DCSIMG

All Scottish Opera needs is a director with vision, guts and a tight belt

SIR Richard Armstrong has left the building. The distinguished director of 12 years is the only person to have gone voluntarily in an exhausting and shameful year of downsizing at Scottish Opera. While the company seeks a replacement, Armstrong will continue as adviser and guest conductor. Will he have a role in choosing the new music director? Don’t bet against it.

So just who are Scottish Opera looking for to lead them into the brave new world beyond 2006? Their statement last week was a little woolly: "a strong and dynamic leader with passion, insight and musical talent ... to maintain and build the company’s world-class reputation for excellence, creativity... (etc etc) ...with a reputation for giving directors and designers opportunities". All well and good, but this opportunity comes with a huge caveat. Money.

As chief executive Christopher Barron pointed out in The Scotsman last week, Scottish Opera will, by autumn 2006, have paid off its 4m debt. It will start 2006/7 from scratch, with no rise in funding (now a disgraceful six years in a row), and some inflation.

A tight financial belt will not put off the young and keen currently revitalising the European music scene, and there is a opportunity here for a ‘young’ director to make his/her mark. We have seen this kind of renaissance in the last few years at Opera North and Glyndebourne under Richard Farnes and Vladimir Jurowski respectively.

What’s needed is someone with the rare combination of vision and experience to juggle the financial and practical necessities with the artistic skills to successfully fire this esoteric artform. Scottish Opera is there for the taking - and for the making.

Inexperience or mediocrity would be disastrous, as it was for Welsh National Opera, who last year gambled and lost on a monumentally inexperienced boy wonder, the 24-year-old Ossatian conductor Tugan Sokhiev. He racked up 19 months of increasingly mediocre productions that tumbled the once omnipotent Welsh company’s stock.

But there is precedent for a turnabout in fortune. WNO ‘lucked out’ in reappointing Sokhiev’s immediate predecessor, knight in shining armour Carlo Rizzi, who will take over until 2006. When the Royal Opera House’s woes of the late 1990s were played out on primetime TV, few would have predicted the ensuing raft of highly acclaimed, packed-out productions, whatever the ticket price.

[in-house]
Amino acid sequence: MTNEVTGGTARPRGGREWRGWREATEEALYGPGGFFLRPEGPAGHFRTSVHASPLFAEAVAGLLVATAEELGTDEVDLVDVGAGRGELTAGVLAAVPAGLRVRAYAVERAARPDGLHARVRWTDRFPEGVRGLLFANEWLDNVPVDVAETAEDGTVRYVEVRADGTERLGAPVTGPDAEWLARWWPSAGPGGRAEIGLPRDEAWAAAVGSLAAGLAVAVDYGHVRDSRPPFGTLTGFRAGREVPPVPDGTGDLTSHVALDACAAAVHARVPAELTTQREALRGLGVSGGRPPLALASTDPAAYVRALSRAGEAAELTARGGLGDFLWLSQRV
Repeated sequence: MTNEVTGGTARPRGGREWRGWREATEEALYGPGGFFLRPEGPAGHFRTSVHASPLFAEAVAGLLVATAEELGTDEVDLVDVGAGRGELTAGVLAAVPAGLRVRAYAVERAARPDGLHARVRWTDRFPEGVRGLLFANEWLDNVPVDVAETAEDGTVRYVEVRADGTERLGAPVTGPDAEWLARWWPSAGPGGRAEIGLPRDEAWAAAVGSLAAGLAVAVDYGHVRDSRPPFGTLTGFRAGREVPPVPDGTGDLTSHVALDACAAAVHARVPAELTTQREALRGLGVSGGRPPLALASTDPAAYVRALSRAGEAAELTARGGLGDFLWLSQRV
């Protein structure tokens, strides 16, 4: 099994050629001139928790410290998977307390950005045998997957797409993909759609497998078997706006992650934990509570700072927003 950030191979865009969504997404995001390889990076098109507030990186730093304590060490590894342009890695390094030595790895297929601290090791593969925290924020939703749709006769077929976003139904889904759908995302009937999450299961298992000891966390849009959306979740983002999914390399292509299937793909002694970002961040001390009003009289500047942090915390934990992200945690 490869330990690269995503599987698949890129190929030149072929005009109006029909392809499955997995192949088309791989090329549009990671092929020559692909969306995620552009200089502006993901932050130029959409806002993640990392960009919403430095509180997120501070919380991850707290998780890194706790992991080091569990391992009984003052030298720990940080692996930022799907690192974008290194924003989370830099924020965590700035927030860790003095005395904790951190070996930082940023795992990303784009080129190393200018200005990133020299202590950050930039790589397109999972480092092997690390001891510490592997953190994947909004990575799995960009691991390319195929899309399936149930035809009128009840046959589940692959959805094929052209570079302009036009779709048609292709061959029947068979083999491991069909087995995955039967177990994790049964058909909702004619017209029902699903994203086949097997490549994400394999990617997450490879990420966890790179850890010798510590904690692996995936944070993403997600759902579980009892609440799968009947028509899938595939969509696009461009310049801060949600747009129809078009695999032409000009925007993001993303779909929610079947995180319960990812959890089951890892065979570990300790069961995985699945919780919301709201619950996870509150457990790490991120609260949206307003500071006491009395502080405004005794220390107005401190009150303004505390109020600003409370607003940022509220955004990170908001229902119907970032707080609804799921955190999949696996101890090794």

A key question for Scottish Opera is whether, in 2006, there will be anything for a music director to direct. SO plans to reinstate a full-time chorus as soon as it can run a full year’s season, but there are no guarantees. Certainly not in 2006/7, with just four mainscale productions and no financial room for manoeuvre.

There is also the question of ‘where’. SO lost their Glasgow home to the Ambassador Theatre Group last month as part of a refinancing package - a blow which countered the far more positive trend for multi-million-pound revamps over the Border. ENO, WNO and Opera North have all gained, either with brand new purpose-built buildings (the Welsh Millennium Centre, Glyndebourne’s new Opera House) or multi-million-pound rebuilding packages, at ENO and Opera North. Worst-case scenario is that Scottish Opera downsizes substantially to the remit of the ‘touring company’ it was founded as in 1961, which would of course affect who applies for the job.

The possibility for innovation and the revival of an acclaimed artistic powerhouse is going to be highly attractive. A quick glance around the other nationals shows a raft of inspiring reinvention that could show SO the way forward. One current success story is Opera North, with its consistently imaginative programming, broaching crowd-pleasing operetta alongside new opera, to its notable Eight Little Greats season of critically acclaimed one-act performances.

At the other extreme is the supplementation of Grand Opera with opera/musical theatre cross-over as both Opera North and the Royal Operas have done with recent sell-out stagings of Sweeney Todd.

It’s too early to speculate on candidates. A glance over the list of SO guest conductors from the past few years shows the strongest contender, Richard Farnes, who directed last year’s musically acclaimed La Boheme, has been scooped up by Opera North. But what is really interesting is that WNO is also looking for an MD to start in 2006 as a successor to Carlo Rizzi. It will be interesting to watch who goes where.

WNO is, at this moment, a far more enticing prospect for an ambitious conductor, but all that could change in 2006. Scottish Opera has a very strong card up its sleeve with this year’s joint Edinburgh International Festival production. If they can pull off the British premiere of John Adam’s Death of Klinghoffer under an intense international spotlight this summer, the offputting logistical problems will fade against the glare of top-drawer artistic achievement. The Ring Cycle, after all, was only two short years ago.

It’s high risk, but then risk-taking is Scottish Opera’s forte. Edward Gardner’s Scottish Opera debut with Klinghoffer should be revelatory. And with 18 long months until the deadline for the Scottish Opera post, Gardner himself may fancy a punt.

Failing that, I hear Carlo Rizzi’s free in 2006.

 
 
 

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